When I started modeling for art students, one of the instructors started referring to me as a "professional model" as soon as he found out I had modeled for artists outside of the classroom setting. I didn't start considering myself a "professional" until I decided to put together a portfolio; that's when I had visual evidence of the number of classes/groups I had worked with, & the wide array of representation that had been done with me as the subject.I even got a few letters from artists I had worked with, proving that yes, they did consider me a professional long before I had done so myself.
Writing is a little different, but it's the same concept because it's another art form. Once the writer is content enough with the publishable work he or she has put out, when the quality &/or quantity meets whatever subjective standards the author has (with the realization that those standards can change without a moment's notice) a person can consider him- or herself a professional writer.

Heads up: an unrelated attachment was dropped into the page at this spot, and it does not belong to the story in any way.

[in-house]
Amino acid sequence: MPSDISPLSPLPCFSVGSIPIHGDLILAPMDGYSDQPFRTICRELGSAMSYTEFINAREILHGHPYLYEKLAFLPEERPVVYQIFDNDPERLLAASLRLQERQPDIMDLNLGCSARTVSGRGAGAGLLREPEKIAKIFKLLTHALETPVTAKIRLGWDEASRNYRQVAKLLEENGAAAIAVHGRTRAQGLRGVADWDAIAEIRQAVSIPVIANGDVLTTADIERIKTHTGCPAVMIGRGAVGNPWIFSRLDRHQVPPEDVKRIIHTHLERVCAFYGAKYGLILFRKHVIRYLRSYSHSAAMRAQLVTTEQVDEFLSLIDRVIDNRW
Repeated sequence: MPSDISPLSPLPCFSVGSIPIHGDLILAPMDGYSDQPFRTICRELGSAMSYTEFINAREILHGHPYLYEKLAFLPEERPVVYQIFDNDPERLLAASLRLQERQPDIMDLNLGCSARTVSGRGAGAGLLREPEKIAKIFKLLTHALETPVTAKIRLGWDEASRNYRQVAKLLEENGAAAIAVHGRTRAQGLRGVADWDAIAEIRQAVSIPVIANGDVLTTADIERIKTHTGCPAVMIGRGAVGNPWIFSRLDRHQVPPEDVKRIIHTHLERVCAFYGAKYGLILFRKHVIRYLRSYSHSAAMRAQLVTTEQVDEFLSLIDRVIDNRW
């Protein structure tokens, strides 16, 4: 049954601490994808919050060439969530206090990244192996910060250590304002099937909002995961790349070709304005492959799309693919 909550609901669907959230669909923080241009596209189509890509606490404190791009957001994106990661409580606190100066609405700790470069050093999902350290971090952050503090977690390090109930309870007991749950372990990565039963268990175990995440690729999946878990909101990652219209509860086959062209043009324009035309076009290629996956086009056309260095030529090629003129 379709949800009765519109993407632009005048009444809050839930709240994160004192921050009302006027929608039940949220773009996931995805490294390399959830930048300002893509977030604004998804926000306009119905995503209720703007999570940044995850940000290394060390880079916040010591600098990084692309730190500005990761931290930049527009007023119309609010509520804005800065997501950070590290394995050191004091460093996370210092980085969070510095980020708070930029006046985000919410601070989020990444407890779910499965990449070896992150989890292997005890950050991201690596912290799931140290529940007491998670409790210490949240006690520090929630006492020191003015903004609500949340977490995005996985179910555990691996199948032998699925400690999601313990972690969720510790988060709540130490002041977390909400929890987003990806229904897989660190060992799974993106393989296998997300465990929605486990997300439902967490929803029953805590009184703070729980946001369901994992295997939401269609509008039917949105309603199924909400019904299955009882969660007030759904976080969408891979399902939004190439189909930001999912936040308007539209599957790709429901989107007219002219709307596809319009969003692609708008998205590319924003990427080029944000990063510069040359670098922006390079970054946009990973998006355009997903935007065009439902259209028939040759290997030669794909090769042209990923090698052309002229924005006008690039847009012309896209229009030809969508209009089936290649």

Since earning my Bachelors degree in 1995, I've been calling myself a writer, albeit a non-practicing one. Now that I've started on a major project, doing well at it and seeing ways to improve my work, I feel comfortable leaving out the "non-practicing" part of that description. Whether my work is "professional" or not, well, I'll leave that determination for other people. Thought-provoking question!